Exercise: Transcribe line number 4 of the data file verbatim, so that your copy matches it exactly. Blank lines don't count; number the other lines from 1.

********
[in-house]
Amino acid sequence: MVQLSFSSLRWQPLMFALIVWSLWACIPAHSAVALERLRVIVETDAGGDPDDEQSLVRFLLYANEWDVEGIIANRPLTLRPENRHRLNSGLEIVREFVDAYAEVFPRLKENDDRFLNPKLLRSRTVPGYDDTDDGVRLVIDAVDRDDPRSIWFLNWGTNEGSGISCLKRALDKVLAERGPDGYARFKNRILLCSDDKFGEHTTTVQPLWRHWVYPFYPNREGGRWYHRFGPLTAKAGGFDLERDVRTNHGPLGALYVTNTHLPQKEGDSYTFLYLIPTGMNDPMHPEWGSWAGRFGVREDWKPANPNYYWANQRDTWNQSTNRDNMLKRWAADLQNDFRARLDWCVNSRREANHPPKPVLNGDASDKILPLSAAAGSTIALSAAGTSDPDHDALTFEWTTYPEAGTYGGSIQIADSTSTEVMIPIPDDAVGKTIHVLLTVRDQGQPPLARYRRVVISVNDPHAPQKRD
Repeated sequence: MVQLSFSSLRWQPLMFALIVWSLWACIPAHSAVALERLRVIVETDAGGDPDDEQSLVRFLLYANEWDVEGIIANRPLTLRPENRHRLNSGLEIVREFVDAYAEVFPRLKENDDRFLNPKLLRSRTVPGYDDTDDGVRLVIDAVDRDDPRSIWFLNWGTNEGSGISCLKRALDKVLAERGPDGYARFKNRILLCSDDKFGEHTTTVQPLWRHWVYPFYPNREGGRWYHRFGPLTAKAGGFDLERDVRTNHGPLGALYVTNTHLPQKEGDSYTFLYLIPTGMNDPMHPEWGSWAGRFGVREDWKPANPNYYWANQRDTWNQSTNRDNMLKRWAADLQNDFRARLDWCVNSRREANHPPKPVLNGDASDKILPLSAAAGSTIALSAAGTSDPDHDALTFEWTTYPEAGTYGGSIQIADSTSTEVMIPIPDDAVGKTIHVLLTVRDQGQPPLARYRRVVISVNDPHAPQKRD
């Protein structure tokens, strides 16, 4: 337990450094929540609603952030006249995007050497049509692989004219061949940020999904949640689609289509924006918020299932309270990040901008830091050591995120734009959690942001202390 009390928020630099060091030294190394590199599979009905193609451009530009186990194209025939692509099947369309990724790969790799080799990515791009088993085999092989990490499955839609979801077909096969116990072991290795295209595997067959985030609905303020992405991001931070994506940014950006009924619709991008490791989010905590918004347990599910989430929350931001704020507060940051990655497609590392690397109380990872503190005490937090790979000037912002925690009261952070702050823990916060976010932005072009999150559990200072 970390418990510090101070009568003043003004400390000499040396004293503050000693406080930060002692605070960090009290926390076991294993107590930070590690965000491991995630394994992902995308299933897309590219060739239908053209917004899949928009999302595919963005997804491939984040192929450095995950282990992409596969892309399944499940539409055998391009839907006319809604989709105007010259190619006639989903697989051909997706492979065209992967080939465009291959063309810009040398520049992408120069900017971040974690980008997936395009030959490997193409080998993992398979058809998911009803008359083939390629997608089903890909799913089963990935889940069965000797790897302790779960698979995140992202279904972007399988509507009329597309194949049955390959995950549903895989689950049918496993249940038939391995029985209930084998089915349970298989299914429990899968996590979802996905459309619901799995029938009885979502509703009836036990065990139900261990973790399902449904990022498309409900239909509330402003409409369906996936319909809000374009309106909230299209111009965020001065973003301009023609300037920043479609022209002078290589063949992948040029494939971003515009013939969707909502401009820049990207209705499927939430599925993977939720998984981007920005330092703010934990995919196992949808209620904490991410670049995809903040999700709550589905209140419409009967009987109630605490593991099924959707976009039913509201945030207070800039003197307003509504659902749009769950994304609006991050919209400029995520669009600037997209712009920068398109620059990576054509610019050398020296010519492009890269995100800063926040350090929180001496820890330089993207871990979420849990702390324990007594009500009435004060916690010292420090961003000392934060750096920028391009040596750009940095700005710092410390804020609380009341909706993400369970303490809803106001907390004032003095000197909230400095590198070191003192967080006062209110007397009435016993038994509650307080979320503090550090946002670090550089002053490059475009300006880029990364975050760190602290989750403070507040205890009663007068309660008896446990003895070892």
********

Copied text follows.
């Protein structure tokens, strides 16, 4: 337990450094929540609603952030006249995007050497049509692989004219061949940020999904949640689609289509924006918020299932309270990040901008830091050591995120734009959690942001202390 009390928020630099060091030294190394590199599979009905193609451009530009186990194209025939692509099947369309990724790969790799080799990515791009088993085999092989990490499955839609979801077909096969116990072991290795295209595997067959985030609905303020992405991001931070994506940014950006009924619709991008490791989010905590918004347990599910989430929350931001704020507060940051990655497609590392690397109380990872503190005490937090790979000037912002925690009261952070702050823990916060976010932005072009999150559990200072 970390418990510090101070009568003043003004400390000499040396004293503050000693406080930060002692605070960090009290926390076991294993107590930070590690965000491991995630394994992902995308299933897309590219060739239908053209917004899949928009999302595919963005997804491939984040192929450095995950282990992409596969892309399944499940539409055998391009839907006319809604989709105007010259190619006639989903697989051909997706492979065209992967080939465009291959063309810009040398520049992408120069900017971040974690980008997936395009030959490997193409080998993992398979058809998911009803008359083939390629997608089903890909799913089963990935889940069965000797790897302790779960698979995140992202279904972007399988509507009329597309194949049955390959995950549903895989689950049918496993249940038939391995029985209930084998089915349970298989299914429990899968996590979802996905459309619901799995029938009885979502509703009836036990065990139900261990973790399902449904990022498309409900239909509330402003409409369906996936319909809000374009309106909230299209111009965020001065973003301009023609300037920043479609022209002078290589063949992948040029494939971003515009013939969707909502401009820049990207209705499927939430599925993977939720998984981007920005330092703010934990995919196992949808209620904490991410670049995809903040999700709550589905209140419409009967009987109630605490593991099924959707976009039913509201945030207070800039003197307003509504659902749009769950994304609006991050919209400029995520669009600037997209712009920068398109620059990576054509610019050398020296010519492009890269995100800063926040350090929180001496820890330089993207871990979420849990702390324990007594009500009435004060916690010292420090961003000392934060750096920028391009040596750009940095700005710092410390804020609380009341909706993400369970303490809803106001907390004032003095000197909230400095590198070191003192967080006062209110007397009435016993038994509650307080979320503090550090946002670090550089002053490059475009300006880029990364975050760190602290989750403070507040205890009663007068309660008896446990003895070892």